Explore: What are the needs?

The Explore phase is about gaining a deeper understanding of the criteria that the product needs to fulfil. This is important to ensure that the product meets the right needs.

This phase involves understanding the needs of all the stakeholders. These include the end-users but also all who have something to gain or lose from the product. There are various activities that can help to build this understanding and then draw the findings together:

  • Create a stakeholder map of the people involved with the product
  • Observe users to uncover what they really want and need
  • Generate personas to summarise the key users
  • Describe how the product would be used, using user journeys
  • Capture a list of all the needs that the design solution should satisfy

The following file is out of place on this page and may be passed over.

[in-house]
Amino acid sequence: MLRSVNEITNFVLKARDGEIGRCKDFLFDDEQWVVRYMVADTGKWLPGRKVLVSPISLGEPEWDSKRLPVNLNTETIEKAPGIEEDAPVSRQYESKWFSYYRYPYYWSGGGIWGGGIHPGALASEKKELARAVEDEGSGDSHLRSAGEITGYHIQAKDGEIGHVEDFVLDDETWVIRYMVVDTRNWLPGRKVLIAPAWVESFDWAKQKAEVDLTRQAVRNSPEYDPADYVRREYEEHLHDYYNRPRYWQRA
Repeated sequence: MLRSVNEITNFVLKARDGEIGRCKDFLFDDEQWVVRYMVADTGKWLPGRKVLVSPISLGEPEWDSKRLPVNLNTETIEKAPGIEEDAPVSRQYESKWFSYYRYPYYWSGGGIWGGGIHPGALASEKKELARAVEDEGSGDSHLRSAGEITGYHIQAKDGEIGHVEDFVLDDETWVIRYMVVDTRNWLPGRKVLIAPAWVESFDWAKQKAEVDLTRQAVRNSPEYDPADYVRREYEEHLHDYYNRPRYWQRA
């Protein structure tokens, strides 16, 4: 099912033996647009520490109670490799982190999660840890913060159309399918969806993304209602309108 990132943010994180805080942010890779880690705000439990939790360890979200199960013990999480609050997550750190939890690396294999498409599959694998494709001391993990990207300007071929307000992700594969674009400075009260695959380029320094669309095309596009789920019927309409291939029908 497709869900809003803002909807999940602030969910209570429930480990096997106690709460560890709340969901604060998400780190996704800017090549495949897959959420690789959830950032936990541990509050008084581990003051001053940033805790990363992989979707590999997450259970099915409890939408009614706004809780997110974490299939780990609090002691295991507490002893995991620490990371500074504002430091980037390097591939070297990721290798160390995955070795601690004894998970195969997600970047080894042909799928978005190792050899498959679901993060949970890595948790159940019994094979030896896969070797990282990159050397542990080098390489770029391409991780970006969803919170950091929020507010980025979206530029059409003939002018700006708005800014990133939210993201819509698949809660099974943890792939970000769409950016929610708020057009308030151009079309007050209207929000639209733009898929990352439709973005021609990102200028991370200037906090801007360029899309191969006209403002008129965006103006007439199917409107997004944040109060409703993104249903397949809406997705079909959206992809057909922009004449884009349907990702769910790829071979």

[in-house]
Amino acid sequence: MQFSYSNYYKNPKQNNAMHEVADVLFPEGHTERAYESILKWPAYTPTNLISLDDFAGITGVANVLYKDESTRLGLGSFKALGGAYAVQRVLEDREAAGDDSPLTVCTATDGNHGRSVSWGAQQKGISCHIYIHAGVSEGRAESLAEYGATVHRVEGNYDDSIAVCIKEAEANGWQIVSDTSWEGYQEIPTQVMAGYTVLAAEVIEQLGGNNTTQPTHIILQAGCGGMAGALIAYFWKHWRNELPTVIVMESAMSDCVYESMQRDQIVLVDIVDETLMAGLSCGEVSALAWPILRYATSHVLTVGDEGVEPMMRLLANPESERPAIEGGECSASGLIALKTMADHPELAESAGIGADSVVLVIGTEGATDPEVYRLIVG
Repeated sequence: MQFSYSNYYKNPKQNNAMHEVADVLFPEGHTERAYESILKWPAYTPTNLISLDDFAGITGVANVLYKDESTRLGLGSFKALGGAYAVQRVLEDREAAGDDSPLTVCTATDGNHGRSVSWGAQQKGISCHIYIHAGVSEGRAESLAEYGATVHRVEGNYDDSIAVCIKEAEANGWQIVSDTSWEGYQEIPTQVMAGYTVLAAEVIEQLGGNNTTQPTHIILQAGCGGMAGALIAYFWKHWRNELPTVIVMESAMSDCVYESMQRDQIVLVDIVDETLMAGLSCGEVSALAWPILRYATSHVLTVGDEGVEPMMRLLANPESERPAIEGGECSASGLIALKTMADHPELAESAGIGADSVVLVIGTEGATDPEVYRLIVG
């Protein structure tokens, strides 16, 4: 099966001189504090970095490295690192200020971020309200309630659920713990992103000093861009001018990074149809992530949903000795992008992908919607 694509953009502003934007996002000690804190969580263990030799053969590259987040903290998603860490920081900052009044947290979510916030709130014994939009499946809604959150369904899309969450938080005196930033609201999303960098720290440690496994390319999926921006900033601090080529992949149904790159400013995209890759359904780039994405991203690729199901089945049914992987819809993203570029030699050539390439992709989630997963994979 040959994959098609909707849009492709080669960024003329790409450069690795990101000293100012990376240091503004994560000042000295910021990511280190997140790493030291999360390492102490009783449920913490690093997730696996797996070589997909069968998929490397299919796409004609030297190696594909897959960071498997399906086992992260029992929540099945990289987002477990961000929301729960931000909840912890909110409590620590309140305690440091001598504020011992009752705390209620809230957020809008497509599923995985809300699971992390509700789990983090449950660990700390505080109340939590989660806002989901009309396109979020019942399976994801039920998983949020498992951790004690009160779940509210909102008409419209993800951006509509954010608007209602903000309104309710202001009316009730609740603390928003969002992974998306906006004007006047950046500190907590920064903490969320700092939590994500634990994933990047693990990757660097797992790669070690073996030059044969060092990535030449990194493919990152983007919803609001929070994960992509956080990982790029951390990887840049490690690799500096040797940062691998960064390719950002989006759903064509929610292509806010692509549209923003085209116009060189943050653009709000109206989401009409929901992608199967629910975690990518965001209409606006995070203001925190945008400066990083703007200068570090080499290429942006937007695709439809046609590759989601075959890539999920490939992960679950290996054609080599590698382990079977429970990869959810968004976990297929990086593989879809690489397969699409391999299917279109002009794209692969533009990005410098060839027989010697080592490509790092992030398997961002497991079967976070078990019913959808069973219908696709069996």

Details about each of these activities can be found on the page about the Explore phase.

Principles

Key principles to keep in mind during the Explore phase include:

  • It's normal to be different. Remember that it's normal to want different things and to do things in different ways. Understand diversity amongst your customers. Understanding disability is only one part of understanding diversity.
  • Consider the whole user journey. Satisfying user goals involves designing for end-to-end journeys that take place in real-world contexts.
  • Detail matters. Dig deeper to uncover and address the things that people really do, really want, and really need.
  • More than just users. Consider the needs of stakeholders such as regulators, shareholders, manufacturers, retailers, purchasers, installers, supporters and maintainers.

Create: How can the needs be met?

The Create phase is about creating possible solutions to meet the needs and criteria identified by Explore. This includes many of the activities commonly thought of as belonging to concept design. It ranges from producing initial ideas to developing them into prototypes that can be tested. There are various activities involved:

  • Stimulating a range of ideas
  • Developing concepts by combining ideas together into complete solutions that could satisfy the needs